Other people noticed some strange discrepancies when Bernie Sanders appeared to have the most votes on a second expression vote, but Pete Buttigieg was awarded more delegates. Daniel Nichanian of The Appeal noted that Sanders should have two delegates also, based on the math for converting SDW to county delegates. This created a lot of theories and conjectures on Twitter regarding the delay.

Daniel Clark, a precinct captain for Bernie Sanders in Iowa who is also now a county delegate for Iowa, has been following the errors closely and noting when IDP needed to correct something.

Many of us started this journey in and we have been here all along. We have the momentum and we are on the path to victory. Like Nina Turner says, he may be 78 but we are about to make him People also noticed rounding errors, which you can see an example of in the tweet below. I haven't gone thru all 12, but at least some are indeed wrong. In fact, this entire Twitter thread below shows a lot of math errors discovered by people besides the Iowa Democratic Party that might give Sanders a higher SDE if the errors are confirmed.

Check out this thread. I laid out a slew of caucus math errors in a bunch of precincts.

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Note: disregard the two referenced 1 delegate precincts, those are quirky and operate on majority rule. I was thrown off because they aren't accurately reflected in the final alignment counts.

It showed Sanders having 2, votes.

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However, others have questioned the initial results, so the exact error is still being determined. Heavy has reached out to Schwartz for comment. Others said that reports about Polk County were reported wrong, noting that Sanders had won two delegates, but one of those was given to Warren. Here's my tweet night of reporting same and another view of the board in Polk — Des Moines Precinct There were also questions about precincts where Sanders was viable in the first round but not viable in the second.

At least one of the precincts not yet reported by the IDP when they released 97 percent of the results on Wednesday night said they had turned in their numbers and it showed a Sanders win. Bernie won our Precinct by half the delegates and half the votes. I took unpaid time from work to volunteer as a trained and certified Caucus Chair for my precinct. I only stepped up to volunteer bc nobody else would here, and I wanted to ensure our community has their voices heard and votes counted.The Iowa caucuses are the first event of each U.

The system dates back to the early s, and almost everyone abandoned the caucus over time—but not for a long time, until Originally, caucuses were a complex series of electoral focus groups who chose delegates, who then chose candidates. But how does a caucus work, and how does the math break down? There are seven Democratic candidates eligible for the caucuses, so seven people holding signs will stand along the edges and corners of the space, and voters will literally walk to the candidate they want.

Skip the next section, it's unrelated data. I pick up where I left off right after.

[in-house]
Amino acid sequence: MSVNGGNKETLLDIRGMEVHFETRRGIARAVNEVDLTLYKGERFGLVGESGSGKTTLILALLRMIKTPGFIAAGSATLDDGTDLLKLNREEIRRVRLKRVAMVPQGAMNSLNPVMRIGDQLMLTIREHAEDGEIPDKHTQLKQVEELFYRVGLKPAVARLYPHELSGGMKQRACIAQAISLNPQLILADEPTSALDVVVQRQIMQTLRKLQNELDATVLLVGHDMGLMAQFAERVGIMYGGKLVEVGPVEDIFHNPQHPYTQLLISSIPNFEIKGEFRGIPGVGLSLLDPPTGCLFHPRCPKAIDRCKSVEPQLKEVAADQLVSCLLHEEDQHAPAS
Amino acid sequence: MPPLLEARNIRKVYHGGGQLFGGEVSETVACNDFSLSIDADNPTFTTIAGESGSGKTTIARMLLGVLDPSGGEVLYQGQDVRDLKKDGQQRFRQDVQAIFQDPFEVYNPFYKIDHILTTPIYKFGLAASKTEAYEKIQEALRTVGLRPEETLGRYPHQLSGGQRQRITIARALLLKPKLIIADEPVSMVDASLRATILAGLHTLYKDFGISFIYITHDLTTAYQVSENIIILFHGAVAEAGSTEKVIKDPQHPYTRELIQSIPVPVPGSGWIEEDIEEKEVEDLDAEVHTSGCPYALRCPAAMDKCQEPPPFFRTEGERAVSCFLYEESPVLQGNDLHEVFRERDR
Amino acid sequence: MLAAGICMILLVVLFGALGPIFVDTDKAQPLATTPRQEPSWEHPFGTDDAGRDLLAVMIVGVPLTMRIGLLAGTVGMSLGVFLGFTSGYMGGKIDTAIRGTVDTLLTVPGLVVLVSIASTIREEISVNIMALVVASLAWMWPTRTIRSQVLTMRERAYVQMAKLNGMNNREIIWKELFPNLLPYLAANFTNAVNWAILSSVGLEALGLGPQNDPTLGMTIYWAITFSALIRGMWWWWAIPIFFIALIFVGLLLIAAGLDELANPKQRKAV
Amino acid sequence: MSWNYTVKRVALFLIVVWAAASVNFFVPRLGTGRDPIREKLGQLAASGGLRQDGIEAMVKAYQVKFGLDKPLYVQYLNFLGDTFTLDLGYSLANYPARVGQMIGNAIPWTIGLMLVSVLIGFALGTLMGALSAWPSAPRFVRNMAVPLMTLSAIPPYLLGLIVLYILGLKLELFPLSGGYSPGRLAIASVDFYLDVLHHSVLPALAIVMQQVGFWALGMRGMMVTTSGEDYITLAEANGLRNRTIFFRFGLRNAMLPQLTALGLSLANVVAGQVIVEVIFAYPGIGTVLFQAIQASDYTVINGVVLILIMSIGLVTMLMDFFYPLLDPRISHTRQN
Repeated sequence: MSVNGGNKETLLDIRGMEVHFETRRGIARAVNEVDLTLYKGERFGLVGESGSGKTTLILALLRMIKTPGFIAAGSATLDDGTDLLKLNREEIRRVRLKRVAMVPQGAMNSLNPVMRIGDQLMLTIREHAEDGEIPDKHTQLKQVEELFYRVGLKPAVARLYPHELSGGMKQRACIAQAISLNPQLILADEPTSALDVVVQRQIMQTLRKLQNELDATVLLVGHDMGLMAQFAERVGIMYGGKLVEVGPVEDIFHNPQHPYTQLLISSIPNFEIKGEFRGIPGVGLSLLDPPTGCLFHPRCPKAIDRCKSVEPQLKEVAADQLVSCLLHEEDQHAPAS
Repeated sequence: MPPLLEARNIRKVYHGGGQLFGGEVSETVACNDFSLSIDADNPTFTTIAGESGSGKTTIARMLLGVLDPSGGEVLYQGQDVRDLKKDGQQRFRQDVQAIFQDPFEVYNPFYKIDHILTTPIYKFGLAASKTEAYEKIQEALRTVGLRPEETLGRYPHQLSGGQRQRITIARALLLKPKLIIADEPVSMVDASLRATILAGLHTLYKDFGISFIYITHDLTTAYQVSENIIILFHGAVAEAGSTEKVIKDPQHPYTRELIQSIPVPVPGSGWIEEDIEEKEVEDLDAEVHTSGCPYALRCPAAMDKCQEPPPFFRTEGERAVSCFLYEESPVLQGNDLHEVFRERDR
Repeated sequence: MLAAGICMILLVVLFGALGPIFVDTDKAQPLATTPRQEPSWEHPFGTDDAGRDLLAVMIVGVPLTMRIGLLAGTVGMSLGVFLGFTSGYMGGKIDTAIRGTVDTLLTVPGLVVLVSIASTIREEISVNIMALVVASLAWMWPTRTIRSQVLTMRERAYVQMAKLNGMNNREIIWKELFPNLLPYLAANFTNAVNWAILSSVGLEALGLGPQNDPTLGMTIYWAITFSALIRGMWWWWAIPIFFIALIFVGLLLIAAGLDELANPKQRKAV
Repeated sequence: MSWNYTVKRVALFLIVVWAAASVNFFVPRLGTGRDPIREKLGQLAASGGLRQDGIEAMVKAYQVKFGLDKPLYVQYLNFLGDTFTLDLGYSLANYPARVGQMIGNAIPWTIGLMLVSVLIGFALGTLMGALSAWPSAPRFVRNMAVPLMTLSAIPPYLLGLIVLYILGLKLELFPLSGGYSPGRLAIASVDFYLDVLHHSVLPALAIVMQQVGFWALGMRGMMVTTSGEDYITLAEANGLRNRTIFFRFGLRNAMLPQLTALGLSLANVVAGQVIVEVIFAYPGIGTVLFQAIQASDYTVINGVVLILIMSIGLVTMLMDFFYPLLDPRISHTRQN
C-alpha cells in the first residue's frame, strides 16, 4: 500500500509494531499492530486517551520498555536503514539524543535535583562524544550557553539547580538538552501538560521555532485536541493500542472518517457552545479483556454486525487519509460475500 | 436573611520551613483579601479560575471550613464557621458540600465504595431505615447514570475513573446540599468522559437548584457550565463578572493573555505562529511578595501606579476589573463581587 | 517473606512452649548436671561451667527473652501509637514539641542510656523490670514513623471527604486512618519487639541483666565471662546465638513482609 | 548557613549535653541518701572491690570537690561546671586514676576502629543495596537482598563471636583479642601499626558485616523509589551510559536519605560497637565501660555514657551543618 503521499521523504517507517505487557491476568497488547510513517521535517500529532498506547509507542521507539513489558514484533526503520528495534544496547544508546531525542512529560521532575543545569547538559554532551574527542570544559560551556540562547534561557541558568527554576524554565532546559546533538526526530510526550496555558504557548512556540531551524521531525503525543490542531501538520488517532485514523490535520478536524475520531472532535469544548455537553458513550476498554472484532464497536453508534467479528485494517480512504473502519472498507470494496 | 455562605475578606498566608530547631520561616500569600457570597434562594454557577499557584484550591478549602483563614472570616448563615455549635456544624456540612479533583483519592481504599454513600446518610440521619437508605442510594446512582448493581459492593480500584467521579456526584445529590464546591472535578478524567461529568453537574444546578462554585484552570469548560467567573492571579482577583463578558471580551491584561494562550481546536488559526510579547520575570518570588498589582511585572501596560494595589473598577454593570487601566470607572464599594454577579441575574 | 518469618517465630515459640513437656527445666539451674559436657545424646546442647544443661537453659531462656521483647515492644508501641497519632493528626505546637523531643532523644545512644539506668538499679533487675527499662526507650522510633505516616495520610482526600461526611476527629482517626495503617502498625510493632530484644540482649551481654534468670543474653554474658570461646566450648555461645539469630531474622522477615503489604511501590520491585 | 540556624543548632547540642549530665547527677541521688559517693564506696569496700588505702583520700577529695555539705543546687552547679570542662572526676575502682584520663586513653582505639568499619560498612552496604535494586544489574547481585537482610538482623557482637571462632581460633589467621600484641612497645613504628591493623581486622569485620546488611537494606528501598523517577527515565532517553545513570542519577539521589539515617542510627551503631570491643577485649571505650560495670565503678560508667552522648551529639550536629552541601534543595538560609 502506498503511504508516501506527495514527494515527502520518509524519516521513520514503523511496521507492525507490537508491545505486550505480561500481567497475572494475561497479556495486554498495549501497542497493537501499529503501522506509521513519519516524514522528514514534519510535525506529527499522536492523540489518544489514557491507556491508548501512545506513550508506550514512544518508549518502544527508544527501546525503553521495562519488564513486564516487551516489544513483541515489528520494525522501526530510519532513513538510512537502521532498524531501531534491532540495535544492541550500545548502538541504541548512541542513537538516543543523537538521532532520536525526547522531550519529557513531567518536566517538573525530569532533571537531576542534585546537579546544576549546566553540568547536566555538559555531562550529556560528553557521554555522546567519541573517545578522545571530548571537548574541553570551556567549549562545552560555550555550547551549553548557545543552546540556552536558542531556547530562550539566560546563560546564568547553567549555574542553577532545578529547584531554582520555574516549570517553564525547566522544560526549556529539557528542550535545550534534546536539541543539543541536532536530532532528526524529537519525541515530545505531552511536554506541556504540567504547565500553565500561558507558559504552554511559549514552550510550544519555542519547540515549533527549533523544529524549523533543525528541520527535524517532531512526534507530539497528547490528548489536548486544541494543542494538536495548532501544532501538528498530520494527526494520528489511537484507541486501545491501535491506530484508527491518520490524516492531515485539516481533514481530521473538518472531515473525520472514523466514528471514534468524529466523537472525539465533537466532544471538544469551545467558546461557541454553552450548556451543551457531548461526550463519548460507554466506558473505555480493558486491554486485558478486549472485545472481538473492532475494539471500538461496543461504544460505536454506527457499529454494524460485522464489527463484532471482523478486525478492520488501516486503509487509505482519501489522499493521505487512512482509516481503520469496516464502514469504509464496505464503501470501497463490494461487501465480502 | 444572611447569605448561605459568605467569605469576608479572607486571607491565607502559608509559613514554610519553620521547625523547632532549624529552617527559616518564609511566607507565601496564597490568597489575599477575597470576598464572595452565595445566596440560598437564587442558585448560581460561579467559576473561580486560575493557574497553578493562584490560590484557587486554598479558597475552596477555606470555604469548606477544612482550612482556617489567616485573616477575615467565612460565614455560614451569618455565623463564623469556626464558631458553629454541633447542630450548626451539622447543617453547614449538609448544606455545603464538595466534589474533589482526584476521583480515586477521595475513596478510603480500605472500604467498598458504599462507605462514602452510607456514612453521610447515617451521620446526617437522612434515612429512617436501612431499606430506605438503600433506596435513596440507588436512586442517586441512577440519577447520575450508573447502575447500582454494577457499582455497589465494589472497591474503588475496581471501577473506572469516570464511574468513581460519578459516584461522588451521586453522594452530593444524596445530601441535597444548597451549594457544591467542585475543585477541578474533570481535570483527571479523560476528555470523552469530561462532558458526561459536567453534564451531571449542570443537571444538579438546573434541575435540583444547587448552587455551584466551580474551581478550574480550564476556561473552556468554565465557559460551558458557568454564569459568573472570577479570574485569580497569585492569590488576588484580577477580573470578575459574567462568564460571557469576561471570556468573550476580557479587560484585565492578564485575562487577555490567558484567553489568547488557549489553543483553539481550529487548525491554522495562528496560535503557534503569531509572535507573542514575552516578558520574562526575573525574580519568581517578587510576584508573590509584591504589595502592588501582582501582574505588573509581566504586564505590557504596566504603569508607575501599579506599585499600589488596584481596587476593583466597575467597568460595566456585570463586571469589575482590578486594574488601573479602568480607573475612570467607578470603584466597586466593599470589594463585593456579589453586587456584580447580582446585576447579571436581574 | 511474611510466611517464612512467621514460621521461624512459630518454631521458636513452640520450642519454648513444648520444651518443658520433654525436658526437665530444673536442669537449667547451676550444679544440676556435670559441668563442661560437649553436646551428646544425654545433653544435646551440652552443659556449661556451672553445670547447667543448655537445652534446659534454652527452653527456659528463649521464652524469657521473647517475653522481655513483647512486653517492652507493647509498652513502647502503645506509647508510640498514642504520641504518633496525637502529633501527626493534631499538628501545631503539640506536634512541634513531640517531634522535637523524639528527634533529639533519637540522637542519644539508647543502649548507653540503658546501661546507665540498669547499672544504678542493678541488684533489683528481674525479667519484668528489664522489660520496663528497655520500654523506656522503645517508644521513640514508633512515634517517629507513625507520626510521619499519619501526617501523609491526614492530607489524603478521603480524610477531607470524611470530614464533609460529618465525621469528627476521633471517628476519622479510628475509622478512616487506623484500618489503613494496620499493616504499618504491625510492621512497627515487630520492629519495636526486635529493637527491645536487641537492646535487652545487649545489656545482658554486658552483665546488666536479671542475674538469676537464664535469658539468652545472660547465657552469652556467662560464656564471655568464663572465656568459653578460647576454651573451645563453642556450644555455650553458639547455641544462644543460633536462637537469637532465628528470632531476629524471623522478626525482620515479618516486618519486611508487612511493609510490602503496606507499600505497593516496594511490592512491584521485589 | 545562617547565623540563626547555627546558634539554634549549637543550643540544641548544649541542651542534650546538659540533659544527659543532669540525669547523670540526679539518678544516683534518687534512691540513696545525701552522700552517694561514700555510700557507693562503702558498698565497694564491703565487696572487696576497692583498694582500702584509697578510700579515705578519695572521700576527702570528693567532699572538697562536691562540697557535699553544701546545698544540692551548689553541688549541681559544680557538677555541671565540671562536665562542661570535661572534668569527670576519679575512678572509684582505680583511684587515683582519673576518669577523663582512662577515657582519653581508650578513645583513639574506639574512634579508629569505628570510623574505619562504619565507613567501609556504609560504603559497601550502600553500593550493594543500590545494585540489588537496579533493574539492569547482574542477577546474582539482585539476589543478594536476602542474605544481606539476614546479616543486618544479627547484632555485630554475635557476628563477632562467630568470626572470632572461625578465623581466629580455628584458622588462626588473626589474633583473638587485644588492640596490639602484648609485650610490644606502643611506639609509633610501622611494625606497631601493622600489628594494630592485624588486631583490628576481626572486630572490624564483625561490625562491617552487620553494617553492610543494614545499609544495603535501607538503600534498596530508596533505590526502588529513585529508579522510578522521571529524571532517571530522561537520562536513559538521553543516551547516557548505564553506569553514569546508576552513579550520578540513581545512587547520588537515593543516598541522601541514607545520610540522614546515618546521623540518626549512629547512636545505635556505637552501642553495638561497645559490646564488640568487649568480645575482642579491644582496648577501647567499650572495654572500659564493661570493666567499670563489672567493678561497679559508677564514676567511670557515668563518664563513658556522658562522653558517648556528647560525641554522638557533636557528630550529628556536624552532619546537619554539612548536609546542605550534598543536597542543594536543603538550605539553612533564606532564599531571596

In most precincts, the threshold for a candidate to continue is 15 percent. For any number of candidates up to and including sixthat means the first round of voting with your feet could lead to everyone being viable. Silver says this is the first year the first round of delegates will be counted and considered.

How do the Iowa caucuses work?

But Silver says these voters are more likely to move to larger groups, not smaller ones still fighting for viability. They must replace every voter who leaves and attract enough extra people to get to 15 percent.

And although six candidates could emerge viable if there were a virtual tie, the Democratic field is more stratified than that. There could easily be four viable candidates, though. Inthere were only three candidates in contention, and Sec. Hillary Clinton and Sen. Bernie Sanders came out in almost a tie.

Iowa will report the first count of each precinct and then the final count, which is who is viable after the second-choice dust settles. The final count is turned into delegate numbers for the Democratic National Convention.

In a political climate where people are interested in potentially changing how electoral delegates are assigned or if they even should be, the Iowa Caucuses are interesting because of the complicated layers of proportions.

Does making ratios based on past general elections and then filtering them by candidates make sense? Silver says this setup gives more power to rural voters, whose numbers are represented more in general election numbers than in caucuses.

Indeed, in a series of weighted and proportional metrics, this could be the weightiest one of all. Type keyword s to search. Today's Top Stories. Chip Somodevilla. The Iowa caucuses —the first, biggest event of the U. Here, we explain the muddled math that goes into determining the delegate count. Boston Globe Getty Images. Related Stories. Advertisement - Continue Reading Below. More From Math.